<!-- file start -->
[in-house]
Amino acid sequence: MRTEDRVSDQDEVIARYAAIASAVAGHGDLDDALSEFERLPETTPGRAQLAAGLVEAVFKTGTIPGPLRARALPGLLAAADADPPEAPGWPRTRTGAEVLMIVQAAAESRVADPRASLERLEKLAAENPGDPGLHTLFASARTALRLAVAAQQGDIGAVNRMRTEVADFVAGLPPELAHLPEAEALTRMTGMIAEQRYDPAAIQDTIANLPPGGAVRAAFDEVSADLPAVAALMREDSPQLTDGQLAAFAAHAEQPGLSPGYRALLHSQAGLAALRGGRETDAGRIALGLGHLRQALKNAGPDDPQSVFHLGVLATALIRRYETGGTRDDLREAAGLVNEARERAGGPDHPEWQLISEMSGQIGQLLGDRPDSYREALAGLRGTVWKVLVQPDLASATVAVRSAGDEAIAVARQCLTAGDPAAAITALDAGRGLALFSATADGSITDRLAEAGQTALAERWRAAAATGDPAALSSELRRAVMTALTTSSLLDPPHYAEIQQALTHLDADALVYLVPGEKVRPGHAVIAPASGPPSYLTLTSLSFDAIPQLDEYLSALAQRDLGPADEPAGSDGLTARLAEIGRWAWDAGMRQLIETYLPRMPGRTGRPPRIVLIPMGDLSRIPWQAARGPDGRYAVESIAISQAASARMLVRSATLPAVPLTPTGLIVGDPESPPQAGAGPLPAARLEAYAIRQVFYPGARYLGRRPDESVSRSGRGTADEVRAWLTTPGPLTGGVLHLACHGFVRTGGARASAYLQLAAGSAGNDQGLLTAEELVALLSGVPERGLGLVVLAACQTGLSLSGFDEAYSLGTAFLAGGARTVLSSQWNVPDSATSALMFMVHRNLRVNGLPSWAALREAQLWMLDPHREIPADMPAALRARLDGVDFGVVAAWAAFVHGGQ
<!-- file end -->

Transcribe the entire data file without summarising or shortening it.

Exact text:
[in-house]
Amino acid sequence: MRTEDRVSDQDEVIARYAAIASAVAGHGDLDDALSEFERLPETTPGRAQLAAGLVEAVFKTGTIPGPLRARALPGLLAAADADPPEAPGWPRTRTGAEVLMIVQAAAESRVADPRASLERLEKLAAENPGDPGLHTLFASARTALRLAVAAQQGDIGAVNRMRTEVADFVAGLPPELAHLPEAEALTRMTGMIAEQRYDPAAIQDTIANLPPGGAVRAAFDEVSADLPAVAALMREDSPQLTDGQLAAFAAHAEQPGLSPGYRALLHSQAGLAALRGGRETDAGRIALGLGHLRQALKNAGPDDPQSVFHLGVLATALIRRYETGGTRDDLREAAGLVNEARERAGGPDHPEWQLISEMSGQIGQLLGDRPDSYREALAGLRGTVWKVLVQPDLASATVAVRSAGDEAIAVARQCLTAGDPAAAITALDAGRGLALFSATADGSITDRLAEAGQTALAERWRAAAATGDPAALSSELRRAVMTALTTSSLLDPPHYAEIQQALTHLDADALVYLVPGEKVRPGHAVIAPASGPPSYLTLTSLSFDAIPQLDEYLSALAQRDLGPADEPAGSDGLTARLAEIGRWAWDAGMRQLIETYLPRMPGRTGRPPRIVLIPMGDLSRIPWQAARGPDGRYAVESIAISQAASARMLVRSATLPAVPLTPTGLIVGDPESPPQAGAGPLPAARLEAYAIRQVFYPGARYLGRRPDESVSRSGRGTADEVRAWLTTPGPLTGGVLHLACHGFVRTGGARASAYLQLAAGSAGNDQGLLTAEELVALLSGVPERGLGLVVLAACQTGLSLSGFDEAYSLGTAFLAGGARTVLSSQWNVPDSATSALMFMVHRNLRVNGLPSWAALREAQLWMLDPHREIPADMPAALRARLDGVDFGVVAAWAAFVHGGQ